Gordon Brown today insisted he was the right person to guide Britain through difficult economic times, as he continued his effort to reassert his authority in the wake of the worst weeks of his premiership.
In a series of broadcast interviews and a high-profile press conference at 10 Downing Street, Mr Brown repeatedly stressed his determination to take decisions in Britain's long-term interests, even if they prove unpopular in the short term.
He dismissed speculation over possible challenges to his position as "rumour and gossip" which would not distract him from "getting on with the job" of being Prime Minister.
Labour's drubbing at this month's local elections and a series of poor poll ratings ahead of next week's Crewe and Nantwich by-election have led to open discussion of whether Mr Brown will stay on to lead the party into the coming General Election.
But he told his press conference: "I'm getting on with the job. I'm getting on with the job of building for the long-term and taking sometimes unpopular decisions which are necessary so we can show the country that we are preparing this country - which has a huge and magnificent future ahead of us if we take the right long-term decisions.
"I am determined not to be diverted from taking these long-term decisions."
Mr Brown acknowledged there were "many people" in his Cabinet who were capable of being Prime Minister.
But he added: "Of course they are capable of doing the job, but I'm doing the job...
"I was elected unopposed and I think that people understand that we are getting on with the job and I am not going to be distracted by this gossip."
Mr Brown said that Britain's economic challenges stemmed in large part from the credit crunch resulting from events in America and from higher oil and food prices caused by higher demand from emerging Asian giants China and India.
Countries all over the world were facing the same problems, but Britain was better placed than most because of its record over the past decade of low debt and low unemployment, he said.
He made clear that he believes action on the international level to pressure the oil-producing countries of Opec to increase fuel supply and cut the price of oil from its record level of 125 US dollars a barrel could have an impact which would ease the burden on British consumers.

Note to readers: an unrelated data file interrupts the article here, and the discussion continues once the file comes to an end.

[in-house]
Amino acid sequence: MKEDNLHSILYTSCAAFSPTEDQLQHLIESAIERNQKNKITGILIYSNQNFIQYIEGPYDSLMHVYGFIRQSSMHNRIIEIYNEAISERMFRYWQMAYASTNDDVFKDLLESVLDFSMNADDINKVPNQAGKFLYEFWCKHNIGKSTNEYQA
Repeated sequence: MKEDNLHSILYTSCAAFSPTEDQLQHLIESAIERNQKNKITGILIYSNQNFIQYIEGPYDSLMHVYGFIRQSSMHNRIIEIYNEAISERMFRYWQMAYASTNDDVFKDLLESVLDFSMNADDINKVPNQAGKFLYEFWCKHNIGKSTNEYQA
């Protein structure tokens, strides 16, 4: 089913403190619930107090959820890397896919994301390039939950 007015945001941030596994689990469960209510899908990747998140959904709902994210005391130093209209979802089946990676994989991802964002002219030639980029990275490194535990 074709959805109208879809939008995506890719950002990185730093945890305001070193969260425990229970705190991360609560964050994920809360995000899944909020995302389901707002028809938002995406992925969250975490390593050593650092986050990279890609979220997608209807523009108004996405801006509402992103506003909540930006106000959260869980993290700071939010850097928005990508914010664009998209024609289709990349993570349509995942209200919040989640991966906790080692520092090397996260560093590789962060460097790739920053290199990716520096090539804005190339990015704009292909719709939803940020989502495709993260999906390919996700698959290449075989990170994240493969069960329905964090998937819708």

And he said that shared equity schemes to help first-time buyers announced in yesterday's draft legislative programme would provide support for the troubled housing market.
Mr Brown acknowledged that mistakes had been made over the abolition of the 10p tax rate, but said that the £2.7 billion package announced by Chancellor Alistair Darling on Tuesday would not only correct them but also inject money to boost the economy, in a similar way as has been done by the American and Spanish administrations.
Mr Brown said: "I feel I am in the right position to be able to sort out the problems that we have now. These are problems that are essentially generated by the credit crunch coming out of America and inflationary pressures coming out of the rest of the world.
"These are issues that all countries have to deal with. I think because of my experience I am in a good position to deal with these issues."
He added: "If you talk to anybody in the country, their first concern is the cost of household goods - what is in their shopping basket, what they have to pay at the petrol station.
"These are events due to world circumstances and we need a Government that is capable to deal with these problems, take them and address them.
"That's precisely what I am doing. I am going to continue to do that job that is right for the country."
Mr Brown insisted he would continue to take difficult decisions which are in the long-term interests of the country, such as supporting nuclear energy, requiring incapacity benefit claimants to undergo medical tests to see if they can work and building 3 million new homes.
"I am going to continue with the preparations for the future of this country," he told the press conference.
"This year we have made long-term decisions about nuclear energy, climate change, transport infrastructure, planning and housing and in almost all these decisions we were opposed by the Conservatives and the Liberals.
"These are the long-term decisions. Now we are about to take further long-term decisions, not necessarily immediately popular, but the right long-term decisions for the country."Reuse content